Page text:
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What is Plagiarism?

Bart Simpson writing on a blackboard I must not plagiarise from Stone Mania

1. What is Plagiarism?
2. Paraphrasing Can Lead to Inaccuracies
3. Plagiarising Plagiarised Articles
4. Create Something Unique

What is Plagiarism?

Plagiarism is stealing someone else's work and trying to pass it off as your own.

Finding original articles to read online particularly about crystals rocks and minerals can be a challenge.  So much of what's out there is repetitive, inaccurate and in many cases has been written for the sole purpose of improving search engine ranking.

Having been writing articles for my website for many years, one thing I can say for certain is plagiarism is still a problem.

According to the Oxford Dictionary plagiarism is "the practice of taking someone else's work or ideas and passing them off as your own".  It comes from the Latin 'plagiarius' meaning 'kidnapper' and contributes to a huge amount of inaccurate and misleading information being spread online.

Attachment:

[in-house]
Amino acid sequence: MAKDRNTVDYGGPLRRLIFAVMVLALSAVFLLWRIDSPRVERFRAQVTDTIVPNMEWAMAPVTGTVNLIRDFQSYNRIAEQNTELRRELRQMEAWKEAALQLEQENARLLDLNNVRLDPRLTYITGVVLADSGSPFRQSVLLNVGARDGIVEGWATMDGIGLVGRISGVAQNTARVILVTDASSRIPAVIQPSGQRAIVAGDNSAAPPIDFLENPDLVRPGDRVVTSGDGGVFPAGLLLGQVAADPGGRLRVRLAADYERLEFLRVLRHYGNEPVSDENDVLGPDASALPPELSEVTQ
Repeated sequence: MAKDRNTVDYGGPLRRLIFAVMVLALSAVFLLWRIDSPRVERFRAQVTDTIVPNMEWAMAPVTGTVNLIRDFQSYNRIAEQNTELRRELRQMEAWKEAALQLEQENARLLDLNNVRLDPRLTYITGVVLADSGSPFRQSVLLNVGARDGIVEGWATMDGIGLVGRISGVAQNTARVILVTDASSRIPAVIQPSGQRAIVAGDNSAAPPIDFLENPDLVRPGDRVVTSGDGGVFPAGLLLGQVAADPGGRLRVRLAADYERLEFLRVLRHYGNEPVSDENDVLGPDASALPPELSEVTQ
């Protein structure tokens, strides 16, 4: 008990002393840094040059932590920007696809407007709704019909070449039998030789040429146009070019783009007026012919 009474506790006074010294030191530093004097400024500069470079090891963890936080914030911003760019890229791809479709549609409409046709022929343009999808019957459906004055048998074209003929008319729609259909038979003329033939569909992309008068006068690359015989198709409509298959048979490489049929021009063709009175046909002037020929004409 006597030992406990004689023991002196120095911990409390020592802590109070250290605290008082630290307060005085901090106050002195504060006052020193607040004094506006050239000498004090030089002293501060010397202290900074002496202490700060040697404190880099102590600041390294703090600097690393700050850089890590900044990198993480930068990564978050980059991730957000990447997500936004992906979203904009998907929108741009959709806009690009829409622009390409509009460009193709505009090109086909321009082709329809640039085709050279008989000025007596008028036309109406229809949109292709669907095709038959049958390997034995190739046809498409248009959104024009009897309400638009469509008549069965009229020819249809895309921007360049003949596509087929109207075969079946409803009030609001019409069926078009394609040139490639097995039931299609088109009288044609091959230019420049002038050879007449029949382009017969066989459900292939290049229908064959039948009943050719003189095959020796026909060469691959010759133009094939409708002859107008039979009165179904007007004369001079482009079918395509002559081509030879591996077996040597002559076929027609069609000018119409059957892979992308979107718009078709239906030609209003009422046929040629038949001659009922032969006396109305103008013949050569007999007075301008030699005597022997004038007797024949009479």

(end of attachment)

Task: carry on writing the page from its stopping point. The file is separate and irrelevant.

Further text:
Despite being against Google's User Guidelines, some years ago plagiarism became so bad Google stepped in.  Following an update to their algorithm they announced duplicate content would no longer rank well in search results.

Plagiarism has been happening ever since there have been words to say and ideas to copy.  The word was first used in some form around 80 AD.  It's widely believed William Shakespeare and Leonardo da Vinci both plagiarised from others.

Until use of the internet became widespread, plagiarism was something most of us were unfamiliar with.  As the internet has grown and with more information being shared online, the opportunity to steal the work and ideas of others has become easier and more tempting.

With regards to rocks and minerals you only have to Google a popular stone and hundreds of pages featuring similar information show up.

the meaning of plagiarise from a dictionary

At one time the snippets of text in search results included the exact words that had been used in the search.  This made finding duplicate content quite easy.